Affiliated organization: UN Security Council
Site of publication: www.un.org
Type of publication: press release
Date of publication: 17 September 2020
« It is starkly evident that people affected by conflict are also disproportionately impacted by climate shocks », the head of an international humanitarian organization told the Security Council in a 17 September videoconference meeting, calling for more in-depth policy reflections on the links between environmental degradation, climate risk, humanitarian needs, and peace and security.
In the face of the cumulative pressures of conflict, climate change and environmental degradation, communities in the Sahel and Lake Chad region “now walk on a tightrope of survival”, said Peter Maurer, President of the International Committee of the Red Cross (ICRC), which works closely with the United Nations.
Reporting on his recent visit to Niger and Burkina Faso, he said people there were displaced firstly because of conflict and violence, as well as violations of laws and principles. But, they are also witnessing increasing tensions between communities because of changing rainfall patterns and scarcity of land for agriculturalists and pastoralists. The same communities are hit with damaging floods and droughts.
Meanwhile, the escalation of violence in the Sahelian strip and the Lake Chad Basin has led to an increase in the number of displaced persons throughout the region, in which one in four people in the Sahel live in conflict zones and 4.5 million are either internally displaced or refugees
Ibrahim Thiaw, Executive Secretary of the United Nations Convention to Combat Desertification, said a large proportion of conflict is rooted in environmental matters.
In the Sahel region alone, violence often erupts over depleting land and water availability, with a combination of three factors exacerbating the situation: heavy reliance on natural resources; climate change consequences; and a steady population increase.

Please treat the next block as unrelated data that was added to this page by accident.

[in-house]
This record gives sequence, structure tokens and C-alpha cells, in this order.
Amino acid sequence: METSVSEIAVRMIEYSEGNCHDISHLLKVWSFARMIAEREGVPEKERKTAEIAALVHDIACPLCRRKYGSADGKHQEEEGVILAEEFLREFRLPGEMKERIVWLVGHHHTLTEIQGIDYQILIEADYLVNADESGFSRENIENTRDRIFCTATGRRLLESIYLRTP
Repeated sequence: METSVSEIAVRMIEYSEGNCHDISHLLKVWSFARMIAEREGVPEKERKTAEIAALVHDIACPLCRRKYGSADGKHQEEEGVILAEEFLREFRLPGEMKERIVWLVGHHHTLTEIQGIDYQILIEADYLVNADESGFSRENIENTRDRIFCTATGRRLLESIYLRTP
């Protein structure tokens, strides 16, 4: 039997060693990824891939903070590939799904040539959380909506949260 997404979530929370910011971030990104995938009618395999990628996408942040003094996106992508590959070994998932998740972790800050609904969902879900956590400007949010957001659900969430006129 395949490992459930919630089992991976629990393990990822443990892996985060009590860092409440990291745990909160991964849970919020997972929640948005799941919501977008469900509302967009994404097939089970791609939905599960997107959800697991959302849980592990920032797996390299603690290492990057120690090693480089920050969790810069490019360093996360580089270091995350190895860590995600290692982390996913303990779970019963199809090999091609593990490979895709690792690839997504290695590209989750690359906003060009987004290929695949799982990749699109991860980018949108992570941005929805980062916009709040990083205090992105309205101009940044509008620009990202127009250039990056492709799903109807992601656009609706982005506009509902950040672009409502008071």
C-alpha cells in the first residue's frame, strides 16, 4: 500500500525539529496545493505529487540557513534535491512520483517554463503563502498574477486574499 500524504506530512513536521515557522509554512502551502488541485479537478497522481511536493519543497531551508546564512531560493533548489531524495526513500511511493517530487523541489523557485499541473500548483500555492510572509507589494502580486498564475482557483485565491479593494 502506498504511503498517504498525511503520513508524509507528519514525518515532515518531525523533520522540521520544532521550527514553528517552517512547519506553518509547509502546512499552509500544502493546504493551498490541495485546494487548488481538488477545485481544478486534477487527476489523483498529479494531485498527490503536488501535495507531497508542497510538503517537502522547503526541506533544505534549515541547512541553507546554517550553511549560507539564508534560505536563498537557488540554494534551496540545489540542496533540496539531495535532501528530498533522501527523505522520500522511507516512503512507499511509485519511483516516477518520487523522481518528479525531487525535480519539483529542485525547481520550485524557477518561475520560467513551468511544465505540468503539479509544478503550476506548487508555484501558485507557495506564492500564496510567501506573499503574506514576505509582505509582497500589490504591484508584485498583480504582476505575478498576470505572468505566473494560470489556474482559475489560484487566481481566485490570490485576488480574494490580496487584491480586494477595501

While droughts have always existed, they occur more frequently and severely, now regularly affecting 70 nations, he continued. In the last three years alone, more than 25 countries declared a national emergency due to drought. Years of drought generally correspond to years of economic downturn for many countries whose economies essentially depend on the primary sector.
Referring to the “Great Green Wall” initiative launched by the African Union, with the aim of building a 15 kilometrewide, 8,000 kilometrelong stretch of trees and other vegetation from Mauritania to Sudan, she said such projects will be a solution to multiple problems, such as forced migration, instability and conflict in the Sahel.
In the Sahel region alone, violence often erupts over depleting land and water availability, with a combination of three factors exacerbating the situation: heavy reliance on natural resources; climate change consequences; and a steady population increase
In the ensuing discussion, Kalla Ankourao, Minister for Foreign Affairs, Cooperation, African Integration and Nigeriens Abroad of Niger, Council President for September, spoke in his national capacity, underscoring that all regions of the world are experiencing the effects of climate change in varying proportions, but Africa has been hard hit and responses have been timid.
In the Sahelian region and the Lake Chad Basin, marked by great fragility and exponential population growth, climatic shocks prevail alongside grave security concerns. In a region where the majority of the population lives from agriculture, the predicted 2°C increase by 2050 could lead to a 15 to 20 per cent reduction in food production.
Meanwhile, the escalation of violence in the Sahelian strip and the Lake Chad Basin has led to an increase in the number of displaced persons throughout the region, in which one in four people in the Sahel live in conflict zones and 4.5 million are either internally displaced or refugees.
This represents almost three times the number in 2012. This “double shock” echoes warnings by agencies working on the ground, he said, adding that climate change and conflict dynamics create a “feedback loop”, whereby the environment-related impacts create additional pressures, while conflict undermines the capacity of communities to cope.
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